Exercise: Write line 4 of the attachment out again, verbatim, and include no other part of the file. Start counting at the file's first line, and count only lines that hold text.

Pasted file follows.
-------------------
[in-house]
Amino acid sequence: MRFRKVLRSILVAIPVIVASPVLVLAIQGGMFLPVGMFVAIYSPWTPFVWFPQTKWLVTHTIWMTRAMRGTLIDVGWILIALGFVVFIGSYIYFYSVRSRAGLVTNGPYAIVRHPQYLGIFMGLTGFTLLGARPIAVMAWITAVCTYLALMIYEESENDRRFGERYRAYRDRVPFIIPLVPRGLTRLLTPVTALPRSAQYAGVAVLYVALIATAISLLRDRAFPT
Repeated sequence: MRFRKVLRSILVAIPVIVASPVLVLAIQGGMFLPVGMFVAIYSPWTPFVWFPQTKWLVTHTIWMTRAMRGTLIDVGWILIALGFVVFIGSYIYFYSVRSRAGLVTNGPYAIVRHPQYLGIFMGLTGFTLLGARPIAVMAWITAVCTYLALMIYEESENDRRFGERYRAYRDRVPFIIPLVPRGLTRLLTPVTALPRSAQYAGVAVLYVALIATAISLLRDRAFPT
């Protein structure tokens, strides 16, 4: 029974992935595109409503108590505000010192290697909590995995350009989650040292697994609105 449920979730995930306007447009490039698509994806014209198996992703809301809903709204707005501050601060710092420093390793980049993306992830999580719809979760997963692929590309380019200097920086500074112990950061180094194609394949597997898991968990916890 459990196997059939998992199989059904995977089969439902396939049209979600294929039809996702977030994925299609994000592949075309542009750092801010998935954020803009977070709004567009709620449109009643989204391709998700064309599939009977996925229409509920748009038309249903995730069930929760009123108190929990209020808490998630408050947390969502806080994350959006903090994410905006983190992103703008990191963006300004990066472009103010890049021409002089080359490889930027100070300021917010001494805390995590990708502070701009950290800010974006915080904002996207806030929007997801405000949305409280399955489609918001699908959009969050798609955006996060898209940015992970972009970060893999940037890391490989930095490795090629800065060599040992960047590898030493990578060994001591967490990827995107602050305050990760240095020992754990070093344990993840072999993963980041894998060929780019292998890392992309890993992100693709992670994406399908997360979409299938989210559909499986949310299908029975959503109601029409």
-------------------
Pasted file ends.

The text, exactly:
């Protein structure tokens, strides 16, 4: 029974992935595109409503108590505000010192290697909590995995350009989650040292697994609105 449920979730995930306007447009490039698509994806014209198996992703809301809903709204707005501050601060710092420093390793980049993306992830999580719809979760997963692929590309380019200097920086500074112990950061180094194609394949597997898991968990916890 459990196997059939998992199989059904995977089969439902396939049209979600294929039809996702977030994925299609994000592949075309542009750092801010998935954020803009977070709004567009709620449109009643989204391709998700064309599939009977996925229409509920748009038309249903995730069930929760009123108190929990209020808490998630408050947390969502806080994350959006903090994410905006983190992103703008990191963006300004990066472009103010890049021409002089080359490889930027100070300021917010001494805390995590990708502070701009950290800010974006915080904002996207806030929007997801405000949305409280399955489609918001699908959009969050798609955006996060898209940015992970972009970060893999940037890391490989930095490795090629800065060599040992960047590898030493990578060994001591967490990827995107602050305050990760240095020992754990070093344990993840072999993963980041894998060929780019292998890392992309890993992100693709992670994406399908997360979409299938989210559909499986949310299908029975959503109601029409």